'Air is essential to life; it is our very breath, it gives us space in which to move, it is the wind that kisses our cheek, it is Nike; the winged Goddess of Victory, it is the abode of the bird, the bee, the moth and the bat. It carries words of love, songs of joy and the sounds of nature. It brings us light from the sun and the first smell of sumer, whilst in the depths of our subconscious it symbolises the realm of thought, inspiration and imaginings. It is purified by the sylph elementals and carries the seeds of our dearest hopes and wildest dreams.'

From 'Mrs Darley's Pagan Elements' by Carole Carlton. See http://www.arcanus.co.uk/ for more details.

Saturday, 14 August 2010

Exploring the Elements

Over the next few weeks my blogs will explore the four elements of air, fire, water and earth without which, life here on earth would not survive in its presernt form.
Each element has, throughout the ages become associated with Gods , Goddesses, elementals, legendary creatures, life, death, astrology, magic, alchemy and the psyche all of which offer a rich tapestry to unravel and explore.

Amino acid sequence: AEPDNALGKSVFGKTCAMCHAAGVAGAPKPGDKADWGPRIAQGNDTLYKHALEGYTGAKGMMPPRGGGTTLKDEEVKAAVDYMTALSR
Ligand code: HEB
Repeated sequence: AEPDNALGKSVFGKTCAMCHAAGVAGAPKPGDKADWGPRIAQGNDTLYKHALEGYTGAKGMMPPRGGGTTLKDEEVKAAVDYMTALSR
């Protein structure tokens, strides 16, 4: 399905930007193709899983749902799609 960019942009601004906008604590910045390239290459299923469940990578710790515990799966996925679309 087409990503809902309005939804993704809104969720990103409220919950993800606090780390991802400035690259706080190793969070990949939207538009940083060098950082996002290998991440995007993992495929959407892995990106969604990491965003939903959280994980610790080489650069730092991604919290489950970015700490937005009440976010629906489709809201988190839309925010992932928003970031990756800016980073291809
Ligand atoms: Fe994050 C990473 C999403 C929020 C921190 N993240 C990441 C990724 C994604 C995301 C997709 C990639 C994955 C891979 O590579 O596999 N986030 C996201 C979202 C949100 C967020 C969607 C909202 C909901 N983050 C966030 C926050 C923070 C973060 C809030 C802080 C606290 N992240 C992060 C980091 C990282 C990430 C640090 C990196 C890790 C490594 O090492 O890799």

Tread Softly

Sail lightly on the wind my love
Sail lightly on the wind
For here the Goddess breathes my love
Sail lightly on the wind
Dance wildly in the fire my love
Dance wildly in the fire
For here the Goddess lives my love
Dance wildly in the fire
Drink deeply of the lake my love
Drink deeply of the lake
For here the Goddess bathes my love
Drink deeply of the lake
Tread softly on the earth my love
Tread softly on the earth
For here the Goddess sleeps my love
Tread softly on the earth

From Mrs Darley's Pagan Elements by Carole Carlton available from Amazon or any good book shop

Tuesday, 10 August 2010

Perseids Meteors & Harvest Moon


Today sees the birth of the new Moon in Leo, often referred to by the ancients as the 'harvest moon' so called because this was the time of the harvesting of the first fruits and the gathering of the grain.

It was also a time for practising magic, especially that which would protect throughout the dark months to come. Coupled with this was the gaining of wisdom and knowledge usually by some means of divination. Healing too was practised in order that the tribe and their animals would journey into the dark time in as healthy state as possible.

The new moon however is not the only event taking place in the heavens this week, for between the 12th and 14th August the Perseids Meteor Shower peaks and on a clear night we can expect to see approximately 60 meteors per hour shooting across the sky as long as there is little light pollution. It might be worth driving into the countryside for.

Enjoy the show!

Thursday, 5 August 2010

Superstitions of the Corn